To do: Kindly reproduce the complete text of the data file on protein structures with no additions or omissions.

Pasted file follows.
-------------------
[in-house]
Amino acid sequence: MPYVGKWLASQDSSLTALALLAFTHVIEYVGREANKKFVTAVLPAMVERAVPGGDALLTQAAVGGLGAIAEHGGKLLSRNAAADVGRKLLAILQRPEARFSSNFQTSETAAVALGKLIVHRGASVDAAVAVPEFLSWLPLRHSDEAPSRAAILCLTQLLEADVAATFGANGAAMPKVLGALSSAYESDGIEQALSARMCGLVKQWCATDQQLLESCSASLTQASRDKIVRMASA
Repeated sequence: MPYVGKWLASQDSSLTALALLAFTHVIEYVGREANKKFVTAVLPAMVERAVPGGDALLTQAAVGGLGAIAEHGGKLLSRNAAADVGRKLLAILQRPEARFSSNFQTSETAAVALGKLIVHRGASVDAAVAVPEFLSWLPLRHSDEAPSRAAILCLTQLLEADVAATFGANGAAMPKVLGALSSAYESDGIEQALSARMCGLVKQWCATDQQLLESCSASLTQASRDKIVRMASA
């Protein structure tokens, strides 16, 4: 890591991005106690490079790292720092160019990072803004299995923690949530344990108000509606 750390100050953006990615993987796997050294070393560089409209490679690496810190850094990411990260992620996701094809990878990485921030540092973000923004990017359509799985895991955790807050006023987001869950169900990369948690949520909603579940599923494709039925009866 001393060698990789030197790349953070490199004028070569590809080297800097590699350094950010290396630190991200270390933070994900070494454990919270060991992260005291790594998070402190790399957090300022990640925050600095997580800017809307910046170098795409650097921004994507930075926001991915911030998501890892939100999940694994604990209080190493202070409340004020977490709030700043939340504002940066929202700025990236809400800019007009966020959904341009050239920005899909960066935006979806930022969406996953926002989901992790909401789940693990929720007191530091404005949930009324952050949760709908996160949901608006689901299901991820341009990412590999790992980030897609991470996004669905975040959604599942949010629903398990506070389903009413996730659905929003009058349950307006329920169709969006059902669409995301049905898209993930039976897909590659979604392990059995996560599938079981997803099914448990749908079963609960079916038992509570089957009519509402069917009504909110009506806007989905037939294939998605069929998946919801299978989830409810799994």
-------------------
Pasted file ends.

[in-house]
Amino acid sequence: MPYVGKWLASQDSSLTALALLAFTHVIEYVGREANKKFVTAVLPAMVERAVPGGDALLTQAAVGGLGAIAEHGGKLLSRNAAADVGRKLLAILQRPEARFSSNFQTSETAAVALGKLIVHRGASVDAAVAVPEFLSWLPLRHSDEAPSRAAILCLTQLLEADVAATFGANGAAMPKVLGALSSAYESDGIEQALSARMCGLVKQWCATDQQLLESCSASLTQASRDKIVRMASA
Repeated sequence: MPYVGKWLASQDSSLTALALLAFTHVIEYVGREANKKFVTAVLPAMVERAVPGGDALLTQAAVGGLGAIAEHGGKLLSRNAAADVGRKLLAILQRPEARFSSNFQTSETAAVALGKLIVHRGASVDAAVAVPEFLSWLPLRHSDEAPSRAAILCLTQLLEADVAATFGANGAAMPKVLGALSSAYESDGIEQALSARMCGLVKQWCATDQQLLESCSASLTQASRDKIVRMASA
């Protein structure tokens, strides 16, 4: 890591991005106690490079790292720092160019990072803004299995923690949530344990108000509606 750390100050953006990615993987796997050294070393560089409209490679690496810190850094990411990260992620996701094809990878990485921030540092973000923004990017359509799985895991955790807050006023987001869950169900990369948690949520909603579940599923494709039925009866 001393060698990789030197790349953070490199004028070569590809080297800097590699350094950010290396630190991200270390933070994900070494454990919270060991992260005291790594998070402190790399957090300022990640925050600095997580800017809307910046170098795409650097921004994507930075926001991915911030998501890892939100999940694994604990209080190493202070409340004020977490709030700043939340504002940066929202700025990236809400800019007009966020959904341009050239920005899909960066935006979806930022969406996953926002989901992790909401789940693990929720007191530091404005949930009324952050949760709908996160949901608006689901299901991820341009990412590999790992980030897609991470996004669905975040959604599942949010629903398990506070389903009413996730659905929003009058349950307006329920169709969006059902669409995301049905898209993930039976897909590659979604392990059995996560599938079981997803099914448990749908079963609960079916038992509570089957009519509402069917009504909110009506806007989905037939294939998605069929998946919801299978989830409810799994």